SHANGHAI (Reuters) - China will keep records of “uncivilised” behaviour by its tourists for up to two years, the country’s tourism agency said on Tuesday, to combat a spate of incidents abroad in recent years which it said reflected badly on the country’s image.
Bad behaviour included violating customs, destroying public infrastructure and historic sites, causing disturbances on public transport and participating in gambling and prostitution, the agency said.
“China’s image has already been tarnished,” the China National Tourism Administration said on its website.
The actions of badly behaved tourists has caused many people to “blush with shame” and people who behaved badly overseas needed to “learn a lesson”, it added. It did not specify the nature of any punishment.
Regulators would hunt out bad behaviour through tips from local tourism bureaus, media reports and the general public.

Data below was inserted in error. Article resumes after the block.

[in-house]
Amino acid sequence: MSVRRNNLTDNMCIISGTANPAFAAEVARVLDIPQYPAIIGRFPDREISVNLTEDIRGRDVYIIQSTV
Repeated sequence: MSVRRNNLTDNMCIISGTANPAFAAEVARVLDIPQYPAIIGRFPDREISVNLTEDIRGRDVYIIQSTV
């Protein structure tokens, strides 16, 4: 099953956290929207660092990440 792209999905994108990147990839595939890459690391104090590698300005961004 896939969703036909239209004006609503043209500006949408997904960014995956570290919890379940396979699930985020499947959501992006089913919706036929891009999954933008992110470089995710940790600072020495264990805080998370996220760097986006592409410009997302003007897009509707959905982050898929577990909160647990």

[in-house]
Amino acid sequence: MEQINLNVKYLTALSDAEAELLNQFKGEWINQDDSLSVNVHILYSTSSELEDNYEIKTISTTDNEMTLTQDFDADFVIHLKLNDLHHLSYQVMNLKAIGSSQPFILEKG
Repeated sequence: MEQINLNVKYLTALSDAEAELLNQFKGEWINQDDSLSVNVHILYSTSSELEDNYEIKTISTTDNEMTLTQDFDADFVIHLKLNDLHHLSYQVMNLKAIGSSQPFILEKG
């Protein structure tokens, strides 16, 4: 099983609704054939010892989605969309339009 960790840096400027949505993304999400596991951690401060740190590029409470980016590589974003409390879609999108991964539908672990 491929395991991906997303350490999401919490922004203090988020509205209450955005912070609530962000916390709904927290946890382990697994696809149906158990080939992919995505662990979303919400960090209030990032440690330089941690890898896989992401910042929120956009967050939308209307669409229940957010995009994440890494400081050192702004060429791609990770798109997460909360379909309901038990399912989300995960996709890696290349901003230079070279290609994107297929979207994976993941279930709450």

In 2013, a Chinese student sparked an outcry in Egypt after scratching his name on the wall of an ancient temple in Luxor, while a mainland couple drew ire in Hong Kong for allowing their two-year-old child to defecate on a sidewalk. [ID:nL3N0UV2JG]
Thai authorities issued thousands of Chinese-language etiquette manuals in February after Chinese tourists were caught drying underwear at a temple, kicking a bell at a sacred shrine and washing their feet in a public restroom. [ID:nL3N0WP2YZ]
Overseas travel has boomed in recent years among increasingly affluent Chinese, who have become the world’s biggest spenders on travel since 2012, according to the U.N. World Tourism Organisation.
Reporting by Sue-Lin Wong; Editing by Adam Jourdan and Robert Birsel